Oliver Egan

the future of planning

The future of planning is… looking beyond algorithms for answers

You won't find breakthrough strategy on AI or Google, argues the co-head of The&Partnership's Global Strategy Practice

By Oli Egan

Back in 2021, in a long and rambling post on an obscure message board, one IlluminatiPirate posited that between 2016 and 2017, humans on the internet were entirely crowded out by bots; whose frequently repetitive and entirely formulaic content became ubiquitous.

While the author’s contention that this was evidence of the US government engaging in “an artificial intelligence powered gaslighting of the entire world population” seems unlikely; like many conspiracy theories, its power lies in a grain of plausibility. As evidence for his ‘Dead Internet Theory’, IlluminatiPirate points to “the same threads, the same pics, and the same replies reposted over and over across the years”…something, one suspects, we can all relate to.

But this lack of distinction isn’t limited to threads, pics and replies. Contrary to the promise of the long tail of the internet: a utopia of individual self-expression unchecked by traditional gatekeepers, things are feeling eerily familiar. From Airspace to Instagram face, Spotify and TikTok’s homogenising effect on music and the never-ending procession of movie sequels and reboots, there’s plenty of evidence to suggest our algorithmically-driven culture is becoming monolithic.

And what’s true in culture at large is increasingly true when it comes to brand-building. We bid on the same SEO terms, adopt the same UX best practices, land on the same trends, jump on the same memes and adopt the same pastel colour pallets, hip lifestyle photography and sans serif fonts. We’re also neglecting brand distinctiveness: chopping and changing brand assets on a whim and failing to invest in proven tactics like characters and sonic devices. It’s perhaps no wonder that 85 per cent of advertising fails to command the 2.5 seconds of attention required to enhance mental availability (Source: Amplified Intelligence).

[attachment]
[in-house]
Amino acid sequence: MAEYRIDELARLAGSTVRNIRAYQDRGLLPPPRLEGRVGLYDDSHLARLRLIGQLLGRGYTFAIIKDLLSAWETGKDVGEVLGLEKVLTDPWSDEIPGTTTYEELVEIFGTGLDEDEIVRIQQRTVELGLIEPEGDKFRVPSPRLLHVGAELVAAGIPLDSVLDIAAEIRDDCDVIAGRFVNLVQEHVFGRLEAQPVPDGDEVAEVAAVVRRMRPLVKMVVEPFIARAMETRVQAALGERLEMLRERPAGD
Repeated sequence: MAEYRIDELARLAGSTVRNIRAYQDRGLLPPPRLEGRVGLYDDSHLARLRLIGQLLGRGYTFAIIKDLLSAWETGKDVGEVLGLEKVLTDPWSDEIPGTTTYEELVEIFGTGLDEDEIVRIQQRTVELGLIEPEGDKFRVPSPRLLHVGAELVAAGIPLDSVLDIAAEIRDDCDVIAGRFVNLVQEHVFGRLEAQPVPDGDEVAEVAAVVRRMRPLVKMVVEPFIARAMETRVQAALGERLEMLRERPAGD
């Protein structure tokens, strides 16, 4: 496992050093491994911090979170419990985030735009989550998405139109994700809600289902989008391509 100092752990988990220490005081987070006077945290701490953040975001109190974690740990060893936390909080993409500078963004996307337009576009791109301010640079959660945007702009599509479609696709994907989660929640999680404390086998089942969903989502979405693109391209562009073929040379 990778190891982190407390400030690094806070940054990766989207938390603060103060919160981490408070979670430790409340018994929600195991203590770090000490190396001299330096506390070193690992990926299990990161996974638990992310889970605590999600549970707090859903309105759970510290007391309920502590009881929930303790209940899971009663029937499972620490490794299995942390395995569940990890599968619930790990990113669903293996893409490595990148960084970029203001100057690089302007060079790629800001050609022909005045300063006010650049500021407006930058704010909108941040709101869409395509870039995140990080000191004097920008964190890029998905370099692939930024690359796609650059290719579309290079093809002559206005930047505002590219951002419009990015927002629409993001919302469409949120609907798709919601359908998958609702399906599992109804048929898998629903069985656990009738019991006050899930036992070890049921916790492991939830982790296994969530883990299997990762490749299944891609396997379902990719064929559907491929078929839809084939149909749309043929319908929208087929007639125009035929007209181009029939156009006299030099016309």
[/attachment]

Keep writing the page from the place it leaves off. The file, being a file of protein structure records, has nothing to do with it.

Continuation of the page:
…and all this before generative ai, a technology predicated on mimicking what already exists, has become fully embedded in the creative development process.

So are we staring down the barrel of ‘dead brand theory’? Not if us planners have anything to do with it! Whilst bleak, this situation argues more than ever for the role of great strategy. Our superpower has always been to look past the prosaic and peer beneath the surface to understand the conventions and dynamics at play in any given category or community. And though, increasingly pressed for time, we may be tempted to just ask Chat GPT, we must also recognise that it (along with syndicated data and widely circulated ‘vibe shift’ reports) is ubiquitous. These tools may get us to a 6-out-of-ten answer, but breakthrough strategy isn’t googleable.

Rather, we must build a more varied toolbox that combines abundant 3rd party data with proprietary 1st party data, approaches from the social sciences and (vitally) with taking the time to observe and talk in depth to consumers to help us build up a deep understanding of their needs, expectations and motivations – what anthropologist Clifford Geertz called ‘thick description’.

Ultimately, to raise our heads above the cultural sea of sameness and build truly distinctive brands, we must look beyond algorithmically generated ‘insights’ to understand not just where consumers are clicking, but what they’re thinking and feeling and how this relates to the cultural context in which they and our clients' brands live.

Oli Egan is co-head of The&Partnership’s Global Strategy Practice


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